These are examples of questions taken from PhysicianAssistantForum and other sites listed in the sources section. This list is not all inclusive and is only meant to be a guide for general questions that could be asked in a traditional 1:1 interview with you and an interviewer at a school. It’s always a good idea to prepare for an interview, so I would suggest first writing your answers to each of these questions. Later on, you might practice with another person while not looking at your written answers. You should remember, generally, your answers to questions like this. Similar questions might be asked in your interview and you’ll need to know how to respond quickly and succinctly.
- Tell me about yourself.
- What is a physician assistant?
- Why not medical school? Why did you take the MCAT (if applicable)?
- Why physician assistant and not nurse practitioner?
- Why do you want to be a physician assistant?
- How long have you wanted to become a physician assistant?
- How does a physician assistant fit into the healthcare model?
- How do you see the healthcare system changing in the next 10 years, and how will it affect PAs?
- What is managed care and how has it affected physicians and PAs?
- What is the most important factor between a PA and his/her supervising physician? Why?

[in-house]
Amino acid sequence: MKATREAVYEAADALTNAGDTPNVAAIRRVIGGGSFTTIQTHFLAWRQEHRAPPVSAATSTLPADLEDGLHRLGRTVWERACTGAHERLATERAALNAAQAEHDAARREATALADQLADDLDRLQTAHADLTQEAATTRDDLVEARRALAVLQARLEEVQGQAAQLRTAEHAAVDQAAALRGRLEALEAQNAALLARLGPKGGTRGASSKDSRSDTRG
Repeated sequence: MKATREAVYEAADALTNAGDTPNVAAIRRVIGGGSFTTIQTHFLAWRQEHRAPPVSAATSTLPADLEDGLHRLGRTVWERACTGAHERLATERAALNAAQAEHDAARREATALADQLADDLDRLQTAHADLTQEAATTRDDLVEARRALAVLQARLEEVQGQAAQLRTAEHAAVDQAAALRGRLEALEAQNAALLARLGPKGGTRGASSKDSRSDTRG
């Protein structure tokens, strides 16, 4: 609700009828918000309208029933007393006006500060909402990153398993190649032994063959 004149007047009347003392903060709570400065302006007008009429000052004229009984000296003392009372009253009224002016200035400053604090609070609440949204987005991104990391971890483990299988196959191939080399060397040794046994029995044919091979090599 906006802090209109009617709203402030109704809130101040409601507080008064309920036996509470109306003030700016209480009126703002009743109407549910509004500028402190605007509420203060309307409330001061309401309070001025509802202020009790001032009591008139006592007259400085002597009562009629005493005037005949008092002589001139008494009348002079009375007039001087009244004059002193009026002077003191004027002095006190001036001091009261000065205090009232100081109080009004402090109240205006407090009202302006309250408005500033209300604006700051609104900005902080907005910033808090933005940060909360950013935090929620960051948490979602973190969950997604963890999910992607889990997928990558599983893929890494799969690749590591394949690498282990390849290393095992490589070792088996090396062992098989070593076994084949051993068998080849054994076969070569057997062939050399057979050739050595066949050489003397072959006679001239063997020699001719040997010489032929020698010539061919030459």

- If you had to be a member of the healthcare team other than a PA, what would you choose?
- Who is the most important person on the healthcare team?
- What part of becoming a PA and practicing medicine as a PA do you look forward to most? What parts will give you the most difficulty?
- How has your background prepared you for the intense physical and mental training to become a PA?
- What have you done to increase your chances of being accepted to a PA program?
- What do you think are the 3 most important aspects in evaluating a PA program? What about a PA student?
- Where do you see yourself in the next 5-10 years?
- What is a dependent practitioner, and how do you feel about practicing as one?
- What are the most significant issues PAs currently face and will have to face in the future?
- What are good qualities of a physician assistant?
- What does the affordable care act mean for the future of physician assistants?
- What are the trends and directions of healthcare in our country?
- What are the difficulties/challenges you’ll face when you work in your profession?